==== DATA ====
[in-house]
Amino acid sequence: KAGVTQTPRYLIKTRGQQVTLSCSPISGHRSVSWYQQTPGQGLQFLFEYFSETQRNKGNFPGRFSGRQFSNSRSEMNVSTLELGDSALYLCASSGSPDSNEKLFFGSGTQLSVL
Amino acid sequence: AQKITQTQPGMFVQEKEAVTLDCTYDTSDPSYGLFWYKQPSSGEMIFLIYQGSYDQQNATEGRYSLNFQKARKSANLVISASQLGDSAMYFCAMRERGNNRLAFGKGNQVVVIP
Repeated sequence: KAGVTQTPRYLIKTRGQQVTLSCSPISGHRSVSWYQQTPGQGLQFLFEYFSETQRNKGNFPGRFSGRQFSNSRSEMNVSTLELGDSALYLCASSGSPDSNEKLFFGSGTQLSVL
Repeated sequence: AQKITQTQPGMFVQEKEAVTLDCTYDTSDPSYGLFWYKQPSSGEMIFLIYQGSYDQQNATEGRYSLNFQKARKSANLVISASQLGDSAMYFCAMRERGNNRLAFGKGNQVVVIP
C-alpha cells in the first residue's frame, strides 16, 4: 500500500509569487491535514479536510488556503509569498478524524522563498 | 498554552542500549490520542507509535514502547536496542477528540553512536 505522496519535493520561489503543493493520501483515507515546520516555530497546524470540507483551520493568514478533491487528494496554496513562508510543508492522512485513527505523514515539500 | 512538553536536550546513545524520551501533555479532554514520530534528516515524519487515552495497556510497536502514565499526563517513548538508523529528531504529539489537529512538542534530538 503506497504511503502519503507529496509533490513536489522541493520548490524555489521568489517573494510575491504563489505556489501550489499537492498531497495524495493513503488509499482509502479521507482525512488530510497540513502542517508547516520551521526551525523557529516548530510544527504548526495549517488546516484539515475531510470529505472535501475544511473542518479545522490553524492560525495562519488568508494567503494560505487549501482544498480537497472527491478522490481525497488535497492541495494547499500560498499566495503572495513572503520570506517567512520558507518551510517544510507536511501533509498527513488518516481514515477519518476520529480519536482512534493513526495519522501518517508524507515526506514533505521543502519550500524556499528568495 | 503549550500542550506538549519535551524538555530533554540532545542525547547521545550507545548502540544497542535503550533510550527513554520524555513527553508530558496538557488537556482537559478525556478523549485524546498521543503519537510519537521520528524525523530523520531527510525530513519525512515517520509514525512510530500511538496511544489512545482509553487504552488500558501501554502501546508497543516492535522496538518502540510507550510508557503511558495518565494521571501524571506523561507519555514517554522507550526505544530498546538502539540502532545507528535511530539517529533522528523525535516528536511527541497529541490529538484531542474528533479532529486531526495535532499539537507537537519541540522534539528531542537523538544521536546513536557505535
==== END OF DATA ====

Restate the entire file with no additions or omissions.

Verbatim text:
[in-house]
Amino acid sequence: KAGVTQTPRYLIKTRGQQVTLSCSPISGHRSVSWYQQTPGQGLQFLFEYFSETQRNKGNFPGRFSGRQFSNSRSEMNVSTLELGDSALYLCASSGSPDSNEKLFFGSGTQLSVL
Amino acid sequence: AQKITQTQPGMFVQEKEAVTLDCTYDTSDPSYGLFWYKQPSSGEMIFLIYQGSYDQQNATEGRYSLNFQKARKSANLVISASQLGDSAMYFCAMRERGNNRLAFGKGNQVVVIP
Repeated sequence: KAGVTQTPRYLIKTRGQQVTLSCSPISGHRSVSWYQQTPGQGLQFLFEYFSETQRNKGNFPGRFSGRQFSNSRSEMNVSTLELGDSALYLCASSGSPDSNEKLFFGSGTQLSVL
Repeated sequence: AQKITQTQPGMFVQEKEAVTLDCTYDTSDPSYGLFWYKQPSSGEMIFLIYQGSYDQQNATEGRYSLNFQKARKSANLVISASQLGDSAMYFCAMRERGNNRLAFGKGNQVVVIP
C-alpha cells in the first residue's frame, strides 16, 4: 500500500509569487491535514479536510488556503509569498478524524522563498 | 498554552542500549490520542507509535514502547536496542477528540553512536 505522496519535493520561489503543493493520501483515507515546520516555530497546524470540507483551520493568514478533491487528494496554496513562508510543508492522512485513527505523514515539500 | 512538553536536550546513545524520551501533555479532554514520530534528516515524519487515552495497556510497536502514565499526563517513548538508523529528531504529539489537529512538542534530538 503506497504511503502519503507529496509533490513536489522541493520548490524555489521568489517573494510575491504563489505556489501550489499537492498531497495524495493513503488509499482509502479521507482525512488530510497540513502542517508547516520551521526551525523557529516548530510544527504548526495549517488546516484539515475531510470529505472535501475544511473542518479545522490553524492560525495562519488568508494567503494560505487549501482544498480537497472527491478522490481525497488535497492541495494547499500560498499566495503572495513572503520570506517567512520558507518551510517544510507536511501533509498527513488518516481514515477519518476520529480519536482512534493513526495519522501518517508524507515526506514533505521543502519550500524556499528568495 | 503549550500542550506538549519535551524538555530533554540532545542525547547521545550507545548502540544497542535503550533510550527513554520524555513527553508530558496538557488537556482537559478525556478523549485524546498521543503519537510519537521520528524525523530523520531527510525530513519525512515517520509514525512510530500511538496511544489512545482509553487504552488500558501501554502501546508497543516492535522496538518502540510507550510508557503511558495518565494521571501524571506523561507519555514517554522507550526505544530498546538502539540502532545507528535511530539517529533522528523525535516528536511527541497529541490529538484531542474528533479532529486531526495535532499539537507537537519541540522534539528531542537523538544521536546513536557505535